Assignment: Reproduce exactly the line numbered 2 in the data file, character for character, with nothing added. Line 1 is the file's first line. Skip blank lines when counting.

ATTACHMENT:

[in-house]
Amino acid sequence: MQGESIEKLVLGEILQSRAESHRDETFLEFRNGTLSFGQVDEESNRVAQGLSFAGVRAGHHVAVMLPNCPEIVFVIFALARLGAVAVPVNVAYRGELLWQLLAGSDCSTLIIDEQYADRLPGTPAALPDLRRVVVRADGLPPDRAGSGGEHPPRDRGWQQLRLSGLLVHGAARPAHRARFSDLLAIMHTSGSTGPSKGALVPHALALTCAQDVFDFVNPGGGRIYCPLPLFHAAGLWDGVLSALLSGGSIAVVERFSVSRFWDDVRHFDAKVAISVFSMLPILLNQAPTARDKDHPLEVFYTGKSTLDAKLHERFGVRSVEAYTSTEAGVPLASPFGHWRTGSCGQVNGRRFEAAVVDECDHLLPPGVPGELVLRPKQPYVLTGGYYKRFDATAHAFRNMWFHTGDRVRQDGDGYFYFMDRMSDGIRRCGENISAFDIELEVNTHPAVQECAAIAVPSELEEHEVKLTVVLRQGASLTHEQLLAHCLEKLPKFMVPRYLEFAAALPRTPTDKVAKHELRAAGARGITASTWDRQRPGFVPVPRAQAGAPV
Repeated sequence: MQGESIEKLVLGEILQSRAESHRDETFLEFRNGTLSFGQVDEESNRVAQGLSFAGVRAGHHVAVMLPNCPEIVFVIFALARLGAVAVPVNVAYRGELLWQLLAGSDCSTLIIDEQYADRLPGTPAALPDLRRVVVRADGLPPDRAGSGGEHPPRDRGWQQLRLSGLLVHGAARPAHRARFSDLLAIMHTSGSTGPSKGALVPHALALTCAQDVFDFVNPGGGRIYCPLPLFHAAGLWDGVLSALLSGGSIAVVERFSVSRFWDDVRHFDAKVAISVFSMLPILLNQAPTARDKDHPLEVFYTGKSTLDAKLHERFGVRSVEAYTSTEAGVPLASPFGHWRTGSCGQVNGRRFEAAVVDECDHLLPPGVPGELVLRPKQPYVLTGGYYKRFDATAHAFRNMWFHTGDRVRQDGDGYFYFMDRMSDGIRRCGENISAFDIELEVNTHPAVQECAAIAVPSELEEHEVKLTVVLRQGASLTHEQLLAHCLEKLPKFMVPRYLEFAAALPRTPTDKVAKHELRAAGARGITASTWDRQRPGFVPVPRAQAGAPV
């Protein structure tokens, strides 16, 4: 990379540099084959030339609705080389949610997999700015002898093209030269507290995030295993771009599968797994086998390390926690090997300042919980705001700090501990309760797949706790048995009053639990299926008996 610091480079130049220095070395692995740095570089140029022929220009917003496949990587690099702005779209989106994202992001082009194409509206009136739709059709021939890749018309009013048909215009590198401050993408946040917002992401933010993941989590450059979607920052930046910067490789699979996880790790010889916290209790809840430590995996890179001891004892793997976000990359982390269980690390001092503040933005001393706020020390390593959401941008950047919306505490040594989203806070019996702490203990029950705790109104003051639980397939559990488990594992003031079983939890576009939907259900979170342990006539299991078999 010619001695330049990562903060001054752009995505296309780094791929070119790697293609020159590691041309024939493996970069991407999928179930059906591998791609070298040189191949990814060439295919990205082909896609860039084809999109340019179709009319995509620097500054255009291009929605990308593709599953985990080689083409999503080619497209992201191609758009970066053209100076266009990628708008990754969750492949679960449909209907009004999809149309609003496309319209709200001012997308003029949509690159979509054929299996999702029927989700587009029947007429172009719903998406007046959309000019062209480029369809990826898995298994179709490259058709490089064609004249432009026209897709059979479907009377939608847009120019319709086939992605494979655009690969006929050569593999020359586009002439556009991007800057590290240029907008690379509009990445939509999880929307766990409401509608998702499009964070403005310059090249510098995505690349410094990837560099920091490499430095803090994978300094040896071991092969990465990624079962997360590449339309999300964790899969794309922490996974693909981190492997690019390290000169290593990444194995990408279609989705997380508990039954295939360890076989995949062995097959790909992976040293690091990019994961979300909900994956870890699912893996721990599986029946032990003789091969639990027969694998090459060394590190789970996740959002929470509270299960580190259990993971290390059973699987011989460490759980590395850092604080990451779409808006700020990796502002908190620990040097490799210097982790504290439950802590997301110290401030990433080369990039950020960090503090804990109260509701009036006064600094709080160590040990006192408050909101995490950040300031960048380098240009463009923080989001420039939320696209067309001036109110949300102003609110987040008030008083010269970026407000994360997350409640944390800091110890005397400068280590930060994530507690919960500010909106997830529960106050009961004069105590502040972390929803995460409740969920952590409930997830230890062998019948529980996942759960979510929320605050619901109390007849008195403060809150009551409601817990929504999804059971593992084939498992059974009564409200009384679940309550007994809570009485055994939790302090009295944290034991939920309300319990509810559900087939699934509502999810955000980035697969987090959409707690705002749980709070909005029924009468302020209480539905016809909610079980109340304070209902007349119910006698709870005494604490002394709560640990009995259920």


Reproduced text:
Amino acid sequence: MQGESIEKLVLGEILQSRAESHRDETFLEFRNGTLSFGQVDEESNRVAQGLSFAGVRAGHHVAVMLPNCPEIVFVIFALARLGAVAVPVNVAYRGELLWQLLAGSDCSTLIIDEQYADRLPGTPAALPDLRRVVVRADGLPPDRAGSGGEHPPRDRGWQQLRLSGLLVHGAARPAHRARFSDLLAIMHTSGSTGPSKGALVPHALALTCAQDVFDFVNPGGGRIYCPLPLFHAAGLWDGVLSALLSGGSIAVVERFSVSRFWDDVRHFDAKVAISVFSMLPILLNQAPTARDKDHPLEVFYTGKSTLDAKLHERFGVRSVEAYTSTEAGVPLASPFGHWRTGSCGQVNGRRFEAAVVDECDHLLPPGVPGELVLRPKQPYVLTGGYYKRFDATAHAFRNMWFHTGDRVRQDGDGYFYFMDRMSDGIRRCGENISAFDIELEVNTHPAVQECAAIAVPSELEEHEVKLTVVLRQGASLTHEQLLAHCLEKLPKFMVPRYLEFAAALPRTPTDKVAKHELRAAGARGITASTWDRQRPGFVPVPRAQAGAPV